And then my friend threw a party, and at the party, I said to one of her friends, “It’s really nice of Carolyn to let me use her back yard, but I keep wanting to try more varieties of tomatoes, and there really isn’t enough space for more than three or four.”
Carla said, “Well, we’ve got a house in Atherton, and we’ve got a half-acre back yard we aren’t using. Would you like to garden there?”
And, next thing you know, I was out there farming an 1800-square foot garden. The soil was solid clay – I actually made a coil pot out of it – so I ordered 5 cubic yards of compost, which arrived in a small dump truck. That wasn’t enough to help much, so I ordered another 5 cubic yards. When that wasn’t enough, I decided to up the ante and order 10 cubic yards. This arrived in a large dump truck, which had trouble with some overhead power lines, so it had to dump 10 cubic yards of compost at the top of their driveway. I spent the rest of the day moving, as they say, “the whole nine yards” – plus one! into the garden.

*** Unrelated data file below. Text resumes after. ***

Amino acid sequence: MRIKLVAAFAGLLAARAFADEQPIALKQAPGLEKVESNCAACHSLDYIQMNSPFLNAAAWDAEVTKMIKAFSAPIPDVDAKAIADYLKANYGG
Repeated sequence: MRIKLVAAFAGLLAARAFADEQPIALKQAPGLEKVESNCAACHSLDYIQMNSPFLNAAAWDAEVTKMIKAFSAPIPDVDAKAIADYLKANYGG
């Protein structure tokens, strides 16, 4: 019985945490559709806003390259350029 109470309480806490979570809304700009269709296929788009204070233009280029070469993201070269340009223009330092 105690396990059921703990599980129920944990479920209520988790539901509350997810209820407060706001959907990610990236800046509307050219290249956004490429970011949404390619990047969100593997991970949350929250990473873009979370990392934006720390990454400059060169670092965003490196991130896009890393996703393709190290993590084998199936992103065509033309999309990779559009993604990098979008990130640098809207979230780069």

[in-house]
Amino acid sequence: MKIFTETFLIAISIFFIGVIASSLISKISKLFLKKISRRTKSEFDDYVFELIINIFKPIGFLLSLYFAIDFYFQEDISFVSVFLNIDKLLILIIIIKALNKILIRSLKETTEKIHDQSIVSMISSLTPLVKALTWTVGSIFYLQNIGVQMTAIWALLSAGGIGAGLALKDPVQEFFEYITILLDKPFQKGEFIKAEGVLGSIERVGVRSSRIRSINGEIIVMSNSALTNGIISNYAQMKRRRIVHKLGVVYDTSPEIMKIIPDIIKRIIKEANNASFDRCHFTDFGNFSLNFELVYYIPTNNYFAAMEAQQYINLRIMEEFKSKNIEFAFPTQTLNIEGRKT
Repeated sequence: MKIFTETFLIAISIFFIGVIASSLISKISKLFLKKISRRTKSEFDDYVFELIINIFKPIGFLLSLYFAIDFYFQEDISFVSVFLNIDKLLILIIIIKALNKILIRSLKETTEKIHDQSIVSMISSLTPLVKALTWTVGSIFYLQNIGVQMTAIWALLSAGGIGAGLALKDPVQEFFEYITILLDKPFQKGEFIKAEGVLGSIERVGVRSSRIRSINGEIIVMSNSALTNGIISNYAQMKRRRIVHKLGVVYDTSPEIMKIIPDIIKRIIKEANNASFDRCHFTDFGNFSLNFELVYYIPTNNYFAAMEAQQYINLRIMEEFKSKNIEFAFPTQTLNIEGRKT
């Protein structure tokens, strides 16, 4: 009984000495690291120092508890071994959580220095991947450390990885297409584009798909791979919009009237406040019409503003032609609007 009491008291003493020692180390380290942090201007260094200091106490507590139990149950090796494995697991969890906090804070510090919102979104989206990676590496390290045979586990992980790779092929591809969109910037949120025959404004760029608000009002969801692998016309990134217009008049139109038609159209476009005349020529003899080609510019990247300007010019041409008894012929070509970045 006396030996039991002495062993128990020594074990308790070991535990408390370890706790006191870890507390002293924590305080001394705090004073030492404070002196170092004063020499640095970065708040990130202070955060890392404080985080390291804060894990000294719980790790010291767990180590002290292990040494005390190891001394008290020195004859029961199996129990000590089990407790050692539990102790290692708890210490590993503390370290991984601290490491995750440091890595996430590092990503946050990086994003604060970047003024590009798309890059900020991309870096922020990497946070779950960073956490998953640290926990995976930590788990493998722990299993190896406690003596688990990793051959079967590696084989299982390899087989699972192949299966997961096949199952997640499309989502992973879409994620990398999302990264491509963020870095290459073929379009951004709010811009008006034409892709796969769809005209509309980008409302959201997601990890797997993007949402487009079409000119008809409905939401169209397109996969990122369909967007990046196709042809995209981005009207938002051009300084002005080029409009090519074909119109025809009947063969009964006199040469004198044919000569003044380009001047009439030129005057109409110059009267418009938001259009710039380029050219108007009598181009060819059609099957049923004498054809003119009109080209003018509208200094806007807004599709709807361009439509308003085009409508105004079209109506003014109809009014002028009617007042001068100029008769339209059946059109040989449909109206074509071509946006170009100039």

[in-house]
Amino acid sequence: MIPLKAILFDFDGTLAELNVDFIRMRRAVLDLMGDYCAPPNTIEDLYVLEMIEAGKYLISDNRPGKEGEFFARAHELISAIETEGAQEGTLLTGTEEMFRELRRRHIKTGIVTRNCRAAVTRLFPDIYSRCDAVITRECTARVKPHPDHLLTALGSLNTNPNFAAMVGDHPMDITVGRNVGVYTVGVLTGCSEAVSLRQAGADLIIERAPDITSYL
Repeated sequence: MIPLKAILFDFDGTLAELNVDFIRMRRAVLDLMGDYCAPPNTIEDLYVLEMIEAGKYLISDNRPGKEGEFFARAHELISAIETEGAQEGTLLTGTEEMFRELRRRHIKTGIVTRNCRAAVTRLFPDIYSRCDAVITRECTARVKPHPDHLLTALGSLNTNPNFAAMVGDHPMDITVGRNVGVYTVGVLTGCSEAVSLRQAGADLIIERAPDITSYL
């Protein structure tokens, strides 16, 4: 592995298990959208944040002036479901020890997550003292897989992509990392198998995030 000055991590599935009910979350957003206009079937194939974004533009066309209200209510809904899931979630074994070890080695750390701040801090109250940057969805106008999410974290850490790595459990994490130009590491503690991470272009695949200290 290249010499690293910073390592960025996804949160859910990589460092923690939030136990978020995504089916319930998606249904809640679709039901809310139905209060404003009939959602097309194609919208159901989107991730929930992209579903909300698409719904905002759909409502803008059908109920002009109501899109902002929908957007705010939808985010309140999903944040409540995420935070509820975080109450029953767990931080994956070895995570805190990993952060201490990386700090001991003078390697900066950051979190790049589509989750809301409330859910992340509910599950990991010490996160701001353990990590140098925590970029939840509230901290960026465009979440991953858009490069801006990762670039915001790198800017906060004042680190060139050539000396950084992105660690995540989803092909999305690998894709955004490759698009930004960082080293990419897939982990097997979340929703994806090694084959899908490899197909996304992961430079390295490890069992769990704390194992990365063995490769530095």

Then I got a rototiller and turned the compost under. Now I had good soil, and it was time to plant! But what to plant?
Being a foodie, of course, I wanted to grow things for flavor. And obviously the best way to find out what tasted best would be to plant one of everything. Especially tomatoes, because as we all know, “There’s only two things that money can’t buy – and that’s true love and home grown tomatoes!”
(Also covered by John Denver: )
So, in that spirit, I decided to grow a few tomato varieties. Me being me, of course, “a few” translated to “83”. (Because anything worth doing is worth overdoing.)